Your ultimate goal is to get a clear understanding of where and who your customers are, looking at factors like how they behave and what they are currently experiencing. The more detailed insights you have access to allow you to create better reports on the current situation and more accurate forecasting.
Step 3: Time to define your brand position in the market
This is a whole new topic in itself however I am hoping you have already gone through the exercise of your brand position.
If not here is a quick overview, brand position is simply a process of looking at your brand and how to position it in the minds of your customers. Brand position is also known as positioning strategy, brand strategy and a brand positioning statement.
If you do not have a Brand Positioning Strategy I have listed below 7 key steps to get you started. To create a Brand Position Strategy you need to identify your brand’s uniqueness from your competitors.
When creating these you need to be 100% truthful otherwise, it’s a complete waste of time:
- You need to determine how your brand is positioned in the market right now
- Identify who and where your competitors are
- Gain an understanding of each competitors position, their brand and why are they a competitor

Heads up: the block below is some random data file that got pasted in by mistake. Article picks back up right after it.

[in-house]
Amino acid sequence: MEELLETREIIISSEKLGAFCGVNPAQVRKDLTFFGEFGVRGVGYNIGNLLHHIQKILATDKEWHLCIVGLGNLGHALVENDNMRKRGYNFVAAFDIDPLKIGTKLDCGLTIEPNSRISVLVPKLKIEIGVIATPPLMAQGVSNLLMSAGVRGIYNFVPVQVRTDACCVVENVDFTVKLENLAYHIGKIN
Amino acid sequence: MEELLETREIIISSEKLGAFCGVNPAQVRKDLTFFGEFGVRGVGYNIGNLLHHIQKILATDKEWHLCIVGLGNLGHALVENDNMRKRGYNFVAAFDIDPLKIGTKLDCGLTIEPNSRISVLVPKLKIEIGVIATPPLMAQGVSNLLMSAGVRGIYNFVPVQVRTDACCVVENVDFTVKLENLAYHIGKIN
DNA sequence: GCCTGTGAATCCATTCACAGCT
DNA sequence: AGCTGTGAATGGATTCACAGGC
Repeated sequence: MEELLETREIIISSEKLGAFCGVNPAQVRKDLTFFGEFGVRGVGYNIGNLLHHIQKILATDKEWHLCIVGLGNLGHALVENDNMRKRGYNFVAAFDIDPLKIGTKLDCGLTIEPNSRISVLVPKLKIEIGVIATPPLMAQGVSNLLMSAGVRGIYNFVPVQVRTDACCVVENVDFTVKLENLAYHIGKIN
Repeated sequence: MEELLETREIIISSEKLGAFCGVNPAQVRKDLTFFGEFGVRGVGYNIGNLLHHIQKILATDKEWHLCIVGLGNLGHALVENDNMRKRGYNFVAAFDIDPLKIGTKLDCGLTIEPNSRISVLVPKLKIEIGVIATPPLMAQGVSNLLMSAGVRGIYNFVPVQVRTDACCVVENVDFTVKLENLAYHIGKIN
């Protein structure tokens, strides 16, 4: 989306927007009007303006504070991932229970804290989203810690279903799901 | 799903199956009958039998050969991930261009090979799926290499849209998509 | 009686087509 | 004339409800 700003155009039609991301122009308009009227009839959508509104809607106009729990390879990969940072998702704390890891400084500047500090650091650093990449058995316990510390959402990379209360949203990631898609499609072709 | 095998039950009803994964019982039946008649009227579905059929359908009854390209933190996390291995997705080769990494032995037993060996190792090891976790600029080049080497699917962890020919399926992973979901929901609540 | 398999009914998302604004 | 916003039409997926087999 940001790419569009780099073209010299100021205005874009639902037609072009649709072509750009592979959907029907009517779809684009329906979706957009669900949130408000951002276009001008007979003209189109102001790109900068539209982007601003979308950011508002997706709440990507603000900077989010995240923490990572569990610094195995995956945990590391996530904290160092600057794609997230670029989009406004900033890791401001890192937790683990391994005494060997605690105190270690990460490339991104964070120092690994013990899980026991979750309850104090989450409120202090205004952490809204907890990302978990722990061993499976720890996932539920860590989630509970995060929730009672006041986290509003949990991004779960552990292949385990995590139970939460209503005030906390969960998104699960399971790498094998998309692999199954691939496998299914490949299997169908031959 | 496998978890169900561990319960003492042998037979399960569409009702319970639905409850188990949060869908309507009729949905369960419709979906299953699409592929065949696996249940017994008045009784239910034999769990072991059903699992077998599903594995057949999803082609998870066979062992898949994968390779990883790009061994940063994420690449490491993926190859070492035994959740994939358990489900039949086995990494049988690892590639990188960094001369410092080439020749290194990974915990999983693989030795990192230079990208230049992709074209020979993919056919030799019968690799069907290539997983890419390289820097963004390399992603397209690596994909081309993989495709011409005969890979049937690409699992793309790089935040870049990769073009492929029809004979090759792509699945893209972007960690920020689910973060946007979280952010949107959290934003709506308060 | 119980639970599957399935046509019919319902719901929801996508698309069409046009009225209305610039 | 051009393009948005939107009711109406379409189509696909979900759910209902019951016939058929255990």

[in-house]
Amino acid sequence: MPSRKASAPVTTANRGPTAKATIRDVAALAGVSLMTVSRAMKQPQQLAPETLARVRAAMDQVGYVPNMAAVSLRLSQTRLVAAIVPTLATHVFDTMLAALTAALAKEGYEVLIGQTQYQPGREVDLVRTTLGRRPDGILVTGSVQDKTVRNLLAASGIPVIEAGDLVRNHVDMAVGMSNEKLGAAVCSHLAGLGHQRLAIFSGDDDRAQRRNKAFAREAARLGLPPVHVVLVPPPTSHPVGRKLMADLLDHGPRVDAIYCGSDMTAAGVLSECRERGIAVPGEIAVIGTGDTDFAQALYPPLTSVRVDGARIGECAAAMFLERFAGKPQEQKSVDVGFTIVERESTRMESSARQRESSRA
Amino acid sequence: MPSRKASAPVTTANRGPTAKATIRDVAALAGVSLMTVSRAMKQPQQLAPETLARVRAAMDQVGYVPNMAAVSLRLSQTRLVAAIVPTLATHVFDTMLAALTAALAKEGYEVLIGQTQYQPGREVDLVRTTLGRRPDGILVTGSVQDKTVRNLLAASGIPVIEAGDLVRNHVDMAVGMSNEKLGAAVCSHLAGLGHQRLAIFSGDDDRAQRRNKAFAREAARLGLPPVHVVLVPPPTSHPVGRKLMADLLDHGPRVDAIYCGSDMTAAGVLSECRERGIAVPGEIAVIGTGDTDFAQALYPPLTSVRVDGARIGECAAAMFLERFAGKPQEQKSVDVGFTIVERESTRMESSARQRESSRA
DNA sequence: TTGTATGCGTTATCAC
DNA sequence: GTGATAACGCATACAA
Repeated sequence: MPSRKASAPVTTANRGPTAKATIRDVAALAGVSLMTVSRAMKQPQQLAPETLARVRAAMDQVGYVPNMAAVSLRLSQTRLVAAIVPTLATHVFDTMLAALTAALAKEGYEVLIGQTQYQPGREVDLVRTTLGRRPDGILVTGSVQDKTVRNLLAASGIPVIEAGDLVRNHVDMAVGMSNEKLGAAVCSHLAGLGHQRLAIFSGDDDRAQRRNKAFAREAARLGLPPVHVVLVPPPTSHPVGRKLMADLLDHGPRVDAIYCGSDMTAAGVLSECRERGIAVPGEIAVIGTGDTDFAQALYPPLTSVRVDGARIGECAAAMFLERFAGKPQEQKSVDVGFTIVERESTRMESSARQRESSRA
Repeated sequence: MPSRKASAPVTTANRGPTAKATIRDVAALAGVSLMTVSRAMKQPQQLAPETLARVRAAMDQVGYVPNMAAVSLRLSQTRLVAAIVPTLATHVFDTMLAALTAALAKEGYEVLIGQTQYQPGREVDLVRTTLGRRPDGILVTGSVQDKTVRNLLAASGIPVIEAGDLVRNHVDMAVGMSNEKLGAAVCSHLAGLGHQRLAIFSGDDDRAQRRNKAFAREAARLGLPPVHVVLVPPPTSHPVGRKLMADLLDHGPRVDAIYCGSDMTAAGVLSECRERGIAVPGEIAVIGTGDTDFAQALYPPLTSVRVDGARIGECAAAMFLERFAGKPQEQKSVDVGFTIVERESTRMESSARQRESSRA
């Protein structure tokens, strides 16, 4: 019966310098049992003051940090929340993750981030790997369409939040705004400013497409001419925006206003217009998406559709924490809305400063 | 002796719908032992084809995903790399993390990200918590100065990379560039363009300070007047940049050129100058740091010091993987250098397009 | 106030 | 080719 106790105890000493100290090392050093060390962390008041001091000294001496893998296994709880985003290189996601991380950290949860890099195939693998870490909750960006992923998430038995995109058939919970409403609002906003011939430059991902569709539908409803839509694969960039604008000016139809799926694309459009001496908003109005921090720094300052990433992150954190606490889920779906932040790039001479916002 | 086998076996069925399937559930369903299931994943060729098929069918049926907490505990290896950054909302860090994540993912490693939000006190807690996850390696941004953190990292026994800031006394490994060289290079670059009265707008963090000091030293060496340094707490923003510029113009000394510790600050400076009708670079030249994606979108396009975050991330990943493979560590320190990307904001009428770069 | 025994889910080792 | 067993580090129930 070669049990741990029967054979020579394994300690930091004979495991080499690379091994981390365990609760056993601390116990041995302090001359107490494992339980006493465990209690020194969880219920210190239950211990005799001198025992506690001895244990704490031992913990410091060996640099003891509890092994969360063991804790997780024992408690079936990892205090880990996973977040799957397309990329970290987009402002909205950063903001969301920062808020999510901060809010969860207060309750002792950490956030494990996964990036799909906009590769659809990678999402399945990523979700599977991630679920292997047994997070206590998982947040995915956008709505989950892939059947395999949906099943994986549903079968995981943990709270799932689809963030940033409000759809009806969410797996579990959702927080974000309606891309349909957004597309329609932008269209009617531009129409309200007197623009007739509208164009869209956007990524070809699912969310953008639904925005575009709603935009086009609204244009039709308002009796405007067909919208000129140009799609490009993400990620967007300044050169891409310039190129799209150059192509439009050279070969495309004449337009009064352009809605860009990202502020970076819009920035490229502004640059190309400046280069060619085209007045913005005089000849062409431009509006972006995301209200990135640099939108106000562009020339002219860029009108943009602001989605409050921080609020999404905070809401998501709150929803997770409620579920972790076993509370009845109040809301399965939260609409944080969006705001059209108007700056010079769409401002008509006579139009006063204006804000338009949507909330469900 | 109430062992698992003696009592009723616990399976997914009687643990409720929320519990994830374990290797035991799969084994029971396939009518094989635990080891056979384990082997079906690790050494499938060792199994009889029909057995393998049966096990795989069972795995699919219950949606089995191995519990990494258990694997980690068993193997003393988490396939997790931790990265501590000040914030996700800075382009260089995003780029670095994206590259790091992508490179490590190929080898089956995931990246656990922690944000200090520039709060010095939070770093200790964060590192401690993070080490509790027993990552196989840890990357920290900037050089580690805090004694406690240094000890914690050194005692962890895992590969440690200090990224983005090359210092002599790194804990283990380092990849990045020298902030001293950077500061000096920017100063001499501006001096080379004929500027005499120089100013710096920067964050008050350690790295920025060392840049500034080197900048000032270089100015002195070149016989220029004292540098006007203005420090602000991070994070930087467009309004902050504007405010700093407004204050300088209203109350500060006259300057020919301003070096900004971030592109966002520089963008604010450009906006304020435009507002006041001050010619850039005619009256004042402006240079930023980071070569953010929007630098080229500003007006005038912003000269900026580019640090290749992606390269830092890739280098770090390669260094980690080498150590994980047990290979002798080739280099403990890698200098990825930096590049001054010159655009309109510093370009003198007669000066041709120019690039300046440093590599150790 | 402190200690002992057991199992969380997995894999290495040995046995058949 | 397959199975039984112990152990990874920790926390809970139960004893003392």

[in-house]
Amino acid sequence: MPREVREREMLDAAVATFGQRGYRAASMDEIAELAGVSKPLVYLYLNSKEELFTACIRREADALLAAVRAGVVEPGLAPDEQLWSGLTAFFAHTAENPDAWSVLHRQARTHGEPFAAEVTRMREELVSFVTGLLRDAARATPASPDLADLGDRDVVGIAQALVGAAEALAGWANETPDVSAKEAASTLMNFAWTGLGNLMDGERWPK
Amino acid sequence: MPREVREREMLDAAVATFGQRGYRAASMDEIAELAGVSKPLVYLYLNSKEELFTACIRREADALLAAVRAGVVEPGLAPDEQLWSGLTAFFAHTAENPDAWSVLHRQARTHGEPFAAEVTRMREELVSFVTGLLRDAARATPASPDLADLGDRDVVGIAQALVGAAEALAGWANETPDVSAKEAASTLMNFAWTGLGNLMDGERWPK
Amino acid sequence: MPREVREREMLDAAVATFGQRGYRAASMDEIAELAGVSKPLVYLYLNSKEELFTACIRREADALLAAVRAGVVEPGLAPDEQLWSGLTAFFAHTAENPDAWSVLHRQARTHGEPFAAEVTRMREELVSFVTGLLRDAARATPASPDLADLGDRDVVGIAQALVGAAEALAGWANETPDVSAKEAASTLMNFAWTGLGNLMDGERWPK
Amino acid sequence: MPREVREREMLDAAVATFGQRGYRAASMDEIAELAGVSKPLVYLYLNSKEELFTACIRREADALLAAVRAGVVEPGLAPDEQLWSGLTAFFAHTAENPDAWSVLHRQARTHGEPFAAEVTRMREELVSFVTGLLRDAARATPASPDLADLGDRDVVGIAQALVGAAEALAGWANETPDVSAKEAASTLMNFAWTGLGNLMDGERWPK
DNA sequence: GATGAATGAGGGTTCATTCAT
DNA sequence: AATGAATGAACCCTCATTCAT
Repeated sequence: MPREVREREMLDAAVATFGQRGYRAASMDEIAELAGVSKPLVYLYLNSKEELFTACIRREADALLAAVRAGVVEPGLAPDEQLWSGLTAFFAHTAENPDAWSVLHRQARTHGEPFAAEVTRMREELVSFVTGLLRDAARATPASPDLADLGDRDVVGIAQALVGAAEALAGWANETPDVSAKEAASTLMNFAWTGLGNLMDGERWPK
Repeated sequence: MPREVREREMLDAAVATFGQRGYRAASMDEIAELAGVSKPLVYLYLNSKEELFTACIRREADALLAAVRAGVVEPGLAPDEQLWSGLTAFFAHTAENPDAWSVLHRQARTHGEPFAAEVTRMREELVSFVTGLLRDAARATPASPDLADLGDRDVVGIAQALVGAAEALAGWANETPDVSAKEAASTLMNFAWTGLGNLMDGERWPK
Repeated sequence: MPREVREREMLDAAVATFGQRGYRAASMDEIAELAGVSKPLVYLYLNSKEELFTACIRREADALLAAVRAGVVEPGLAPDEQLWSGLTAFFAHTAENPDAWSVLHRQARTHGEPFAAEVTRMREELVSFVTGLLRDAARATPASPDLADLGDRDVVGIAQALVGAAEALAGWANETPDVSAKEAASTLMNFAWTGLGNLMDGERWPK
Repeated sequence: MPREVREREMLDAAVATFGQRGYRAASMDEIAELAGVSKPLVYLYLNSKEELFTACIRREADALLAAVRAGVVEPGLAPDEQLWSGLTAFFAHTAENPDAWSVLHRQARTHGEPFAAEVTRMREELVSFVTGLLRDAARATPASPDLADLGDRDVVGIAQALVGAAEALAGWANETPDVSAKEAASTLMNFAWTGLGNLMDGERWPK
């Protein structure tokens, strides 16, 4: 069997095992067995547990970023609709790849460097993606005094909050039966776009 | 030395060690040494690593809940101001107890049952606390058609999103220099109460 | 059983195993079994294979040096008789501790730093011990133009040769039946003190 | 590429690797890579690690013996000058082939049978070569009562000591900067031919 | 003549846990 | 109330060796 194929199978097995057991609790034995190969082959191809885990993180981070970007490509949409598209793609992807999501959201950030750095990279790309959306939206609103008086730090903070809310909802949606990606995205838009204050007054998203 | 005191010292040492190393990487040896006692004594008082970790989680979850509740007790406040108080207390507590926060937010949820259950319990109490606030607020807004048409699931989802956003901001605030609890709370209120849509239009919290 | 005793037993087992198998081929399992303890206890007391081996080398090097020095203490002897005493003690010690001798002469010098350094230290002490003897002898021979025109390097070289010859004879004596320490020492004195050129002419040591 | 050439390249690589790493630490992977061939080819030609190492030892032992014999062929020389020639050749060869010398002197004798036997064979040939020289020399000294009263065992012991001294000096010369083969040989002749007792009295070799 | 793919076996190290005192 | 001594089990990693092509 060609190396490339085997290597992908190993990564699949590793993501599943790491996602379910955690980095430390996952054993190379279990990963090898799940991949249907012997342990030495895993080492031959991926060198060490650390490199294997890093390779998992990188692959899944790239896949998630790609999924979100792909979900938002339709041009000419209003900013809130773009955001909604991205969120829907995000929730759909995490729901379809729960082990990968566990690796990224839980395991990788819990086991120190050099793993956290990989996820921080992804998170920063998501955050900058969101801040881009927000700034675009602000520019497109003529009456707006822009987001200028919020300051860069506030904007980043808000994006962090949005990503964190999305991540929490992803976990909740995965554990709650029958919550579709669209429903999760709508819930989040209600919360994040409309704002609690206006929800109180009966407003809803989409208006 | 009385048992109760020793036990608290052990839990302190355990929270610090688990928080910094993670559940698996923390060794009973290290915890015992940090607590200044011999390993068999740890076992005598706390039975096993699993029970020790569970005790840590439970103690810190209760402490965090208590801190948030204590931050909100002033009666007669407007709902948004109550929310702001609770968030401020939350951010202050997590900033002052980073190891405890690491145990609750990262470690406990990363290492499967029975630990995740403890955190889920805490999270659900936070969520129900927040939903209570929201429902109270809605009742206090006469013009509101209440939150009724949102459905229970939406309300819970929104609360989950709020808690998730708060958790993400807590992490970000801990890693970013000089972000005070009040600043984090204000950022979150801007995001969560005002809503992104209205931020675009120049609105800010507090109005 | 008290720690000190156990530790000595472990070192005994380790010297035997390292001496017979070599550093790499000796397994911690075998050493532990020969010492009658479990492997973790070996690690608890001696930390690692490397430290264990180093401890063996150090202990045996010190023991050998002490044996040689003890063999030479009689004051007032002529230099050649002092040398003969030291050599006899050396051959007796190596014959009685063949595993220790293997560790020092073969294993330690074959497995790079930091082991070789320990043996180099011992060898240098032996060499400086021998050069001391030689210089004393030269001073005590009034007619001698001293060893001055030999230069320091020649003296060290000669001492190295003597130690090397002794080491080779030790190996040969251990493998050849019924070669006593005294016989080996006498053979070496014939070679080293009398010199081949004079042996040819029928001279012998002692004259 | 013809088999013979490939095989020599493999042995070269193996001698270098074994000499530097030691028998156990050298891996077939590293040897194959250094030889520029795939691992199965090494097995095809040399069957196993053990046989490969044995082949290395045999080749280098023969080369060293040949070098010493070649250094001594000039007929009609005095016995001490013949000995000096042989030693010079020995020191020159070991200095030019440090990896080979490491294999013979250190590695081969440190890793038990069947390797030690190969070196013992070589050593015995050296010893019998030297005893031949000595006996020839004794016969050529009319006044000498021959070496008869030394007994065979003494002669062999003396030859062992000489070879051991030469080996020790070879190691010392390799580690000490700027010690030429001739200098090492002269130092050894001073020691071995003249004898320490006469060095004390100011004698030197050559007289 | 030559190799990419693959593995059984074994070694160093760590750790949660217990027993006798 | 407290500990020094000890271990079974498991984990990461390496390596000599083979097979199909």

- Compare your brand and product position in the market to gain an understanding of your uniqueness
- Develop a strong and distinct value based strategy not price based
- Test the efficiency and market penetration of your brand statement
This is just the start however, this will provide you a good stable platform to get you on your way. In this next step, we are defining how your products are unique in there offering.
Step 4: Let’s define your product offering properly
It is time to now define your product and/or the products unique value proposition (UVP). This is a very important topic as this is the first step that you need to take.
You need to understand what your products key features and benefits are, then you need to understand how each of your products and services connects you with your customers.
You need to define this further by looking at the context on how they use it, what solution to a problem it solves and the benefits they derive.